The Brookings-Harbor High School Bruin mural is back – and bigger than ever.
Mural artist Kolleen Stafford works on painting of Bruin in front of high school gym. The Pilot/Arwyn Rice
The mural of a roaring grizzly bear, painted by Brookings muralist Kolleen Stafford, reappeared just in time for Homecoming this week.
The Homecoming connection wasn’t intentional, Stafford said, but a happy coincidence.
The mural is at least twice as large as the previous one, covering almost the entire height between the gymnasium doors and the roof.“I don’t even know how big it is,” Stafford said. “When I was up there, all I could see was brown.”
The giant mural was a challenge, she said, because she had to work on a construction lift, donated by Bruce Bros. Construction, and she couldn’t step back to get perspective.
Stafford used a photo of a grizzly bear for reference on the mouth and other details, she said, but the rest took shape on its own.
The bear’s eye was especially important, she said.
“The eye says, ‘I’m going to win,’” Stafford said.
Student funds paid for the mural, student government advisor Kristy Kleespies said.
“Kolleen gave us a good deal,” Kleespies said.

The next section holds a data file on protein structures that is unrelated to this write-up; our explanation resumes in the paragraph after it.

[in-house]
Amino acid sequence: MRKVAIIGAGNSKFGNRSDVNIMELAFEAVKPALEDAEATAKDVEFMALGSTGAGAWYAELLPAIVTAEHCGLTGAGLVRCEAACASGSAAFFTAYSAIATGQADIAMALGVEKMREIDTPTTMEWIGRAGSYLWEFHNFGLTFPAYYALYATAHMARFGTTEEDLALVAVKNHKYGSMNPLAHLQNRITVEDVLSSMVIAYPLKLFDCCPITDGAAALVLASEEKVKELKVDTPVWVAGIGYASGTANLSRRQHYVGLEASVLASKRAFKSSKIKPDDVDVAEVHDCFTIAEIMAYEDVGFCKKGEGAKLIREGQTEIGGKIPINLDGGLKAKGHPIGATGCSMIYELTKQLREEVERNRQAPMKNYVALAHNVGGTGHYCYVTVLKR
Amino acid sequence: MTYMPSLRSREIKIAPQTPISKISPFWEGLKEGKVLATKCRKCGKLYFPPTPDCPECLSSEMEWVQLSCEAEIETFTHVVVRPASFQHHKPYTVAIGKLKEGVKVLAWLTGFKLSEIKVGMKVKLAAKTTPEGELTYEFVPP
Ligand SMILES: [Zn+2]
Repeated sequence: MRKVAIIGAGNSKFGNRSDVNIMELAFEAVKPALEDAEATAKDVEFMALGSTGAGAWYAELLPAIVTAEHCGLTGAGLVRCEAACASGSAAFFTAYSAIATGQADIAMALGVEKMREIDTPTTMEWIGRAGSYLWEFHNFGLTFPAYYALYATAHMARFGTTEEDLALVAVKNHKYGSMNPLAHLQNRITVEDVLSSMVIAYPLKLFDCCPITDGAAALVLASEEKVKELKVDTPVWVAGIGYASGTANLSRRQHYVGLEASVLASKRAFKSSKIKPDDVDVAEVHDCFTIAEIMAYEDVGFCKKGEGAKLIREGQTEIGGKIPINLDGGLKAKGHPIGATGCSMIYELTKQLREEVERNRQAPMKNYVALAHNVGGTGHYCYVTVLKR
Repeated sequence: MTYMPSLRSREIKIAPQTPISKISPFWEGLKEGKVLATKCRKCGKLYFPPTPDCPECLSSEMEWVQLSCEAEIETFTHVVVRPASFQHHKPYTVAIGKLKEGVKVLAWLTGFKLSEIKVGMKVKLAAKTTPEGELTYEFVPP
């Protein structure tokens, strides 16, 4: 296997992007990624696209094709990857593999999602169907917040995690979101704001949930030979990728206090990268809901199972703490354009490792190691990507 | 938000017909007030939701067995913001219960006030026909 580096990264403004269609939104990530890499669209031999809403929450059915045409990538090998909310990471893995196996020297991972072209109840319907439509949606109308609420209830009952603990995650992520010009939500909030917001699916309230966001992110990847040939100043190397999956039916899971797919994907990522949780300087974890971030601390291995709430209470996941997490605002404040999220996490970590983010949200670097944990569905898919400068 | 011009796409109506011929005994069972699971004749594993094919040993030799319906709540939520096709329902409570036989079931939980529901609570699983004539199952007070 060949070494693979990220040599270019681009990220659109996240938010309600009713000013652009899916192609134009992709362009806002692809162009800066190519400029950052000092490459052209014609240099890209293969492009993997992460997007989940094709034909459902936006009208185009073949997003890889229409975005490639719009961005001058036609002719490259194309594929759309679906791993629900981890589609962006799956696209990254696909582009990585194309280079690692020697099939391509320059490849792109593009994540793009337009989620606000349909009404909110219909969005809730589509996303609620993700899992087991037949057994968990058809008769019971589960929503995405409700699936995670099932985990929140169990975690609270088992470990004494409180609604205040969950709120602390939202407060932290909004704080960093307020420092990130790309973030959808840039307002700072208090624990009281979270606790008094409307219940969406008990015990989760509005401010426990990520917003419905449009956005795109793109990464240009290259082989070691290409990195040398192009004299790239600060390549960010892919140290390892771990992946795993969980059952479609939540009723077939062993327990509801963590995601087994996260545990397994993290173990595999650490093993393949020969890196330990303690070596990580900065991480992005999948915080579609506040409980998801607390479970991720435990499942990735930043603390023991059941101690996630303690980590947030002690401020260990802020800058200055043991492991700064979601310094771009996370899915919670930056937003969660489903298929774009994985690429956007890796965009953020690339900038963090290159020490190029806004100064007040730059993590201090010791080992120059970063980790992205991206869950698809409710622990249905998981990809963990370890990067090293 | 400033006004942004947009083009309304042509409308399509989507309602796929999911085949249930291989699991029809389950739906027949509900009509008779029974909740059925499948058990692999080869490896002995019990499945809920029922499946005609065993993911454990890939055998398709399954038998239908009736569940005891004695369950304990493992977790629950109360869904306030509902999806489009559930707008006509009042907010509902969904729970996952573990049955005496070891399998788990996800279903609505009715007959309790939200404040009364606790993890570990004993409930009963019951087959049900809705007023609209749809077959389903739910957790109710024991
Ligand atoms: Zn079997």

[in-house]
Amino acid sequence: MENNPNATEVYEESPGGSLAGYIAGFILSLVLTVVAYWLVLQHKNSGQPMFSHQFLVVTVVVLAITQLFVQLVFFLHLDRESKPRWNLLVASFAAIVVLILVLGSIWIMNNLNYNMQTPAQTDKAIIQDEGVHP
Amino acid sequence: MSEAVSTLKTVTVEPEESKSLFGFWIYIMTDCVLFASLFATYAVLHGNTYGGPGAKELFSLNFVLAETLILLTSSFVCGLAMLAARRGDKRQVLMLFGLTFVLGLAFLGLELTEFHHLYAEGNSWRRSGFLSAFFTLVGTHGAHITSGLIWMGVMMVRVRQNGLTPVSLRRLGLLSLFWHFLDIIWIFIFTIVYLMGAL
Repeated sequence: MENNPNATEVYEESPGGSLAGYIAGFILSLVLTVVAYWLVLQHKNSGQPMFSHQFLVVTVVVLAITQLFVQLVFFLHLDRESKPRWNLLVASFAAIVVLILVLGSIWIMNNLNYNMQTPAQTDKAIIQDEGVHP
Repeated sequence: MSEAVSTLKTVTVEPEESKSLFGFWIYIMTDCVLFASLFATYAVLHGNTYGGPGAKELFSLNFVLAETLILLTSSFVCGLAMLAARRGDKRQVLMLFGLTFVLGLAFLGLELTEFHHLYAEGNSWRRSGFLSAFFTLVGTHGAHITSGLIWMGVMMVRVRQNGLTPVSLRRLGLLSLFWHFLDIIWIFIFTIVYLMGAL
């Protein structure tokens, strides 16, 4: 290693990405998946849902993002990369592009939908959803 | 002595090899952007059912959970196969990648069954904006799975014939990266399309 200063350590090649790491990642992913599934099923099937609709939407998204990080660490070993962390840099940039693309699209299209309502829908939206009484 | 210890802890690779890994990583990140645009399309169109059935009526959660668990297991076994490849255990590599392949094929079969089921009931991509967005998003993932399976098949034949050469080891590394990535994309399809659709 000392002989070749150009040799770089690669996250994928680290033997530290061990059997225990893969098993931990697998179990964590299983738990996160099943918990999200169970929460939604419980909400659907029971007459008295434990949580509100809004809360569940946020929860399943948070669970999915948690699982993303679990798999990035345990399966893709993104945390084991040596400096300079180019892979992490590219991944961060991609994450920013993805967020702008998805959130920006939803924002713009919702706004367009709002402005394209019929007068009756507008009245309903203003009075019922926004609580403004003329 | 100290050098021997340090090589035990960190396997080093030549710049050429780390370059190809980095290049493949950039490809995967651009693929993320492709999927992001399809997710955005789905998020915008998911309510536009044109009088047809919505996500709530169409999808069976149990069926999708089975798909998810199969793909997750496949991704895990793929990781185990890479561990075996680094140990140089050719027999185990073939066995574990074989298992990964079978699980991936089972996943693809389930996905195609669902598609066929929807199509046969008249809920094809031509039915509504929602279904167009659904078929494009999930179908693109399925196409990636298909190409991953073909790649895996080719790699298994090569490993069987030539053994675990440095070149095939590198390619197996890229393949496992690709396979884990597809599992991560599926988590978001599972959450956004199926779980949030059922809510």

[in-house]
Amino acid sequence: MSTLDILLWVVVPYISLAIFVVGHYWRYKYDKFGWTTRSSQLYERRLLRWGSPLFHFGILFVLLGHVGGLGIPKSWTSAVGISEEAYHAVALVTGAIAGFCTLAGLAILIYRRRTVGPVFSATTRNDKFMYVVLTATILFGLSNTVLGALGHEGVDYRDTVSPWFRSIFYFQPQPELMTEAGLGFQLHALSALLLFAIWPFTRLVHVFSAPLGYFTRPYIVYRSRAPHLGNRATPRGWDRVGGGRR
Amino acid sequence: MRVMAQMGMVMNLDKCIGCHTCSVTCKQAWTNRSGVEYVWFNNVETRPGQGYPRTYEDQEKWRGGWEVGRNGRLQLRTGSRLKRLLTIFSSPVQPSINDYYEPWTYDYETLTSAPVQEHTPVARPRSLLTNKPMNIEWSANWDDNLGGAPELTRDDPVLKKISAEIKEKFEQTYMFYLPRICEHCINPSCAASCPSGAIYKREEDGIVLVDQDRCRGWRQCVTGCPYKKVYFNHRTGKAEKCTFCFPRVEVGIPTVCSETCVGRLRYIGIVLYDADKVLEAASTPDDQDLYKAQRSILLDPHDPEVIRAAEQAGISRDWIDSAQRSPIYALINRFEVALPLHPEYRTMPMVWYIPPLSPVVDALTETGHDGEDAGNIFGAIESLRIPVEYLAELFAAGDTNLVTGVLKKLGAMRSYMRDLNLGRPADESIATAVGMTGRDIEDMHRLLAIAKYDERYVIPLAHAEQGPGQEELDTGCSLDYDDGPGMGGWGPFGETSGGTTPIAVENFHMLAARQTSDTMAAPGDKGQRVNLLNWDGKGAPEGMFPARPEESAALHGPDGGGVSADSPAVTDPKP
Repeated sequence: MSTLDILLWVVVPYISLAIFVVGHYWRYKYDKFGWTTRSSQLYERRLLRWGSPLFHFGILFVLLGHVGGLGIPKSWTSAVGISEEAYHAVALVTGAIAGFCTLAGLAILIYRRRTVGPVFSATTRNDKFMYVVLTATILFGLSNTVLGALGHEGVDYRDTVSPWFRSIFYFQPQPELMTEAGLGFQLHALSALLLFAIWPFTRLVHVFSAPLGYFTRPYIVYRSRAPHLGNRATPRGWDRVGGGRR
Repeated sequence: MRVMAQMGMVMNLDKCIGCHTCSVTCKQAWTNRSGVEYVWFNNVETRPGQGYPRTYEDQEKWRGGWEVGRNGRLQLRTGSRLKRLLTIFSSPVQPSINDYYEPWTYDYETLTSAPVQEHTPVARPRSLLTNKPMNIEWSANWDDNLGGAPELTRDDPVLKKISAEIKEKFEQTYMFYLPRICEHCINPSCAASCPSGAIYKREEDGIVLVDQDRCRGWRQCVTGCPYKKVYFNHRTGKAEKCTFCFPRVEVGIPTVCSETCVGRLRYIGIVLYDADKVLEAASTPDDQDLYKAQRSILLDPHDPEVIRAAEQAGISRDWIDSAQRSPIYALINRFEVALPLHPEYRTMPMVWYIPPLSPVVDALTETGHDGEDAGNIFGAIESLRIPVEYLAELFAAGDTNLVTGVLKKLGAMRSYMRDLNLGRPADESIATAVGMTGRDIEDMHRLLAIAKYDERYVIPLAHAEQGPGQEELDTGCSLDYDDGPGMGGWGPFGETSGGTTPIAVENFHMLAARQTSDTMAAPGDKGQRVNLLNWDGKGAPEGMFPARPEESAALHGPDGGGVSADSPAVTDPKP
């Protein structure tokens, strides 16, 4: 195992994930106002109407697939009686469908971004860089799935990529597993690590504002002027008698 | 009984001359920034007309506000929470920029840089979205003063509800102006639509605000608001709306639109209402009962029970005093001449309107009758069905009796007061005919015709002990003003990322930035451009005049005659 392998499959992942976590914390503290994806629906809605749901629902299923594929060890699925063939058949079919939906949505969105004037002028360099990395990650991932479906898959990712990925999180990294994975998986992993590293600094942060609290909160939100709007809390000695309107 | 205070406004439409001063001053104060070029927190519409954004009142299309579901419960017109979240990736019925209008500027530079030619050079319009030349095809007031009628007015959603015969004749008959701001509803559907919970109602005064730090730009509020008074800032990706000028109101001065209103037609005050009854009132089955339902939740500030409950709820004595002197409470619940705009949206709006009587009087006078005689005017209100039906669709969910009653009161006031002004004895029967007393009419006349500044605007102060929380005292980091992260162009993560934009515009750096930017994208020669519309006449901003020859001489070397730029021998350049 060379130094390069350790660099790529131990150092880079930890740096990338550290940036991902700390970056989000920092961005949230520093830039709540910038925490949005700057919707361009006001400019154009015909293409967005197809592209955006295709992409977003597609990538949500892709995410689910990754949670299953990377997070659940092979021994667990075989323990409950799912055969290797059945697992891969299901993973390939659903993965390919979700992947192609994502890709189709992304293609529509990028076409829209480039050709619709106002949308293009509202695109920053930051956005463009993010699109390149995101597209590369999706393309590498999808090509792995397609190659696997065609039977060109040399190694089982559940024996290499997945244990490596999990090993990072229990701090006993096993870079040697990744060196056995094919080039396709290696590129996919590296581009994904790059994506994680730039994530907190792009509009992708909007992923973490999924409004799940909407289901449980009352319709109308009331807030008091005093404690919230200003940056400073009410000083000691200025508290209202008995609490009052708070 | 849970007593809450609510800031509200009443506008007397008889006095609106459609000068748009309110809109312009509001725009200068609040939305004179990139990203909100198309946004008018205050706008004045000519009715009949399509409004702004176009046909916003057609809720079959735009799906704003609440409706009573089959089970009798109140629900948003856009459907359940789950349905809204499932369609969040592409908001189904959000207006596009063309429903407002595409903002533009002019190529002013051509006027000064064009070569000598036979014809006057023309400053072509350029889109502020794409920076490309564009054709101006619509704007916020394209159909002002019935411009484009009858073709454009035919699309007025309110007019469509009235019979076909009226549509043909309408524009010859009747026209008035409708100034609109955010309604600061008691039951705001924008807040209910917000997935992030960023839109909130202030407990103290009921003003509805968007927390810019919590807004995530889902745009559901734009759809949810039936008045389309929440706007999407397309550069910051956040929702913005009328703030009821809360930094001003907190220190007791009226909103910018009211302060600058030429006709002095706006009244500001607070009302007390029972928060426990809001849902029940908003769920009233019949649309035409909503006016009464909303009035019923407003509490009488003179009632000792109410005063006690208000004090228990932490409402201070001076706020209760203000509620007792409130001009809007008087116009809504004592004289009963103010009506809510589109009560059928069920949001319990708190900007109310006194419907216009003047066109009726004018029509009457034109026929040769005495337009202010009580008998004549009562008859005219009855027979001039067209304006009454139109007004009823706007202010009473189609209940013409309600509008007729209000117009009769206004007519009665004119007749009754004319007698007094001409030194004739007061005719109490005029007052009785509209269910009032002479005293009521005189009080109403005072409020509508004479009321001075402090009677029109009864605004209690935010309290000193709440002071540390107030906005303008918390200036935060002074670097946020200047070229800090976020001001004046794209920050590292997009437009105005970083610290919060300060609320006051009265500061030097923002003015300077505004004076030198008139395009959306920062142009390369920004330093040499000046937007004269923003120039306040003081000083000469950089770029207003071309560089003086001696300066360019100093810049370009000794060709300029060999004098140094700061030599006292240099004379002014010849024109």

The bear is done, but there will be more to the mural.
Still to be completed is the giant blue and gold B-R-U-I-N-S lettering, and a smaller sign with the Bruin motto, “Pride and Respect.”
The previous Bruin, created by Stafford in 2006, featured a bear ripping through the wall of the gymnasium. The rampaging bruin was demolished in July 2009 when the district began removing rotten wood under it.
This time Stafford already had the paint and supplies she needed, plus four additional years of experience in painting murals.
The 2006 bear was one of her first murals.
“I can do it better now,” Stafford said after her first bruin was destroyed.
Stafford still has the plans for the original mural commissioned by the 2006 senior class, but a different bear was selected for the new mural.
Another Bruin pre-dated Stafford’s 2006 effort, a full-body view of a charging bear, which was in place as early as 1990.
That Bruin’s claim to fame was surviving an archery attack.
According to local legend, a Del Norte High School student once put an arrow between the bruin’s eyes, an impressive shot that pierced all the way through the board on which the mural was painted.